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Articles About pollinators
The Greene County Beekeepers Association will present its annual Honey Harvest Festival on Saturday, July 15, 11 a.m.–3 p.m., at Glen Helen’s Camp Greene.
Since 1950, native bee populations have dropped by about 50%, mostly due to the loss of habitat and floral variety. The effect has been that now we harvest fewer fruits and vegetables in our orchards and gardens.
On Sunday, April 23, around 100 villagers and visitors gathered at the John Bryan Community Center to celebrate Earth Day.
“Celebrate the earth as the flowers and trees burst with color, abundance and the promise of fall harvest. Take a moment to admire nature’s beauty and be thankful for the gifts of nature.”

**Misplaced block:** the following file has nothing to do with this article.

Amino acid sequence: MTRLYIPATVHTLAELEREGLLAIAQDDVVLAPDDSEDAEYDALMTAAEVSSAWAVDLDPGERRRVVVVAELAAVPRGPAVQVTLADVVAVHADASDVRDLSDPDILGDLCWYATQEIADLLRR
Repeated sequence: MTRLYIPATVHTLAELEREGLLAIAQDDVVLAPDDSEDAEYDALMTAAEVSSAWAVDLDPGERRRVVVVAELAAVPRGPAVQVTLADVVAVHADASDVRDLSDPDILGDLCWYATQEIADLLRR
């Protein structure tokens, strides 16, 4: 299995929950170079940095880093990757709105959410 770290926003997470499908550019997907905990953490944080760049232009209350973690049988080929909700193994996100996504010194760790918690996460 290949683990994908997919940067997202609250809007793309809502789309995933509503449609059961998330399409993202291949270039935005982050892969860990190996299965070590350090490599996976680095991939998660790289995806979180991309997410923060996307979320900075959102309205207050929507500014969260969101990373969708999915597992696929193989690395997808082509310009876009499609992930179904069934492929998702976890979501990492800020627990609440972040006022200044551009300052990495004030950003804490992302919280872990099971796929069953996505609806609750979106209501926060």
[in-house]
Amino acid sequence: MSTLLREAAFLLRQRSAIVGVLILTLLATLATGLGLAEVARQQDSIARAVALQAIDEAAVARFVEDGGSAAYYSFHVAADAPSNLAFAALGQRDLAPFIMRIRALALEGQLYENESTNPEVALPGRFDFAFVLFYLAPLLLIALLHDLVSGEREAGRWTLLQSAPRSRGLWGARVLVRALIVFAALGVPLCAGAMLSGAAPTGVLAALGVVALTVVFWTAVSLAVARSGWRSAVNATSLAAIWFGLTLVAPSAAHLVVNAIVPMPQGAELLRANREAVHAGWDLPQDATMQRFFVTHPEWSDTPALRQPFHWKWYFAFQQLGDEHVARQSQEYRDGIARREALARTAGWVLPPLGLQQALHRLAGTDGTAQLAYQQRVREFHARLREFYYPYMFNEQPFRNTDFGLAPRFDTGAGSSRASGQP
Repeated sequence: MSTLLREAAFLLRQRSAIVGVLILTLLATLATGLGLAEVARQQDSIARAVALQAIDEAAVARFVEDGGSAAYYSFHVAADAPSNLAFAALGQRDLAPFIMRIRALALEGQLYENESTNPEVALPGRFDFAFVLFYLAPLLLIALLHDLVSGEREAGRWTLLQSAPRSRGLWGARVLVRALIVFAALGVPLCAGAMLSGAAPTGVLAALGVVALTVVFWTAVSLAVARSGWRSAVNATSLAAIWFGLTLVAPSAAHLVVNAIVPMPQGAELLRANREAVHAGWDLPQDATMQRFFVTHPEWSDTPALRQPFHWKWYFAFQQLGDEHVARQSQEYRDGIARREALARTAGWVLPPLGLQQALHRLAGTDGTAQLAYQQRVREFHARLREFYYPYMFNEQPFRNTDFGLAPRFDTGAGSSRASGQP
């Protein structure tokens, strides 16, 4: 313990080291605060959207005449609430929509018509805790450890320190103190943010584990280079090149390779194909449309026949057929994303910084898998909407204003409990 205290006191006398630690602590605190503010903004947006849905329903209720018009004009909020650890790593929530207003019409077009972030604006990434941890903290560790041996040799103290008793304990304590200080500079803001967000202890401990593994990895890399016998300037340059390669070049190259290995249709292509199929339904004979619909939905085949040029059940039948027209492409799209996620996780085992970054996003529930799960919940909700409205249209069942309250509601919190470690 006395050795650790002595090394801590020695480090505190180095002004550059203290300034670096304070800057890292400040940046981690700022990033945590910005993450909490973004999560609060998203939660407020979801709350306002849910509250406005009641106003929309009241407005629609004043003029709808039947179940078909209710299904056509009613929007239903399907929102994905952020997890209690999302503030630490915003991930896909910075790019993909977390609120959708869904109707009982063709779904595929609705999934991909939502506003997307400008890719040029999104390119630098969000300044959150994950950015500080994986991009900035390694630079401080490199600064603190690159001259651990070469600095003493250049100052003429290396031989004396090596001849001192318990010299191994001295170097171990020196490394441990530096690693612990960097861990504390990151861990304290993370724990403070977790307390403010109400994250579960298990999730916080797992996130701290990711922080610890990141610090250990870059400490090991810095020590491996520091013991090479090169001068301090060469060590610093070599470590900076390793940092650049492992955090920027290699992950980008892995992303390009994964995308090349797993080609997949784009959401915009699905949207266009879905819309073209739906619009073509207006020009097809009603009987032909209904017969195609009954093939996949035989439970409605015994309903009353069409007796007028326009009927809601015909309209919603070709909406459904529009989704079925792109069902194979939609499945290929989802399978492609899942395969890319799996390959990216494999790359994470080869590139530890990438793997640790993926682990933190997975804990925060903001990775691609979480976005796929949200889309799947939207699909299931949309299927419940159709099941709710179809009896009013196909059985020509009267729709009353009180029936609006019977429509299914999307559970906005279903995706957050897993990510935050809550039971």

Over 100 properties throughout the village have been certified with the National Wildlife Federation, or NWF, as official native wildlife habitats. Each of these properties — 108, to be exact — have met the NWF’s criteria of providing local fauna with sources of food, water and shelter, while abiding by stringent sustainable practices.
“Down to Earth,” a new monthly column, will concentrate on environmental issues related to the village, embedded in the understanding of climate change, the need for community resilience and sustainability, and the restoration of native habitat.
Master Gardeners Terese DeSimio and Macy Reynolds will lead a series of walks focusing on native pollinators this summer. The first walk will be held Sunday, June 16, beginning at the Women’s Park on Corry Street at 1:30 p.m.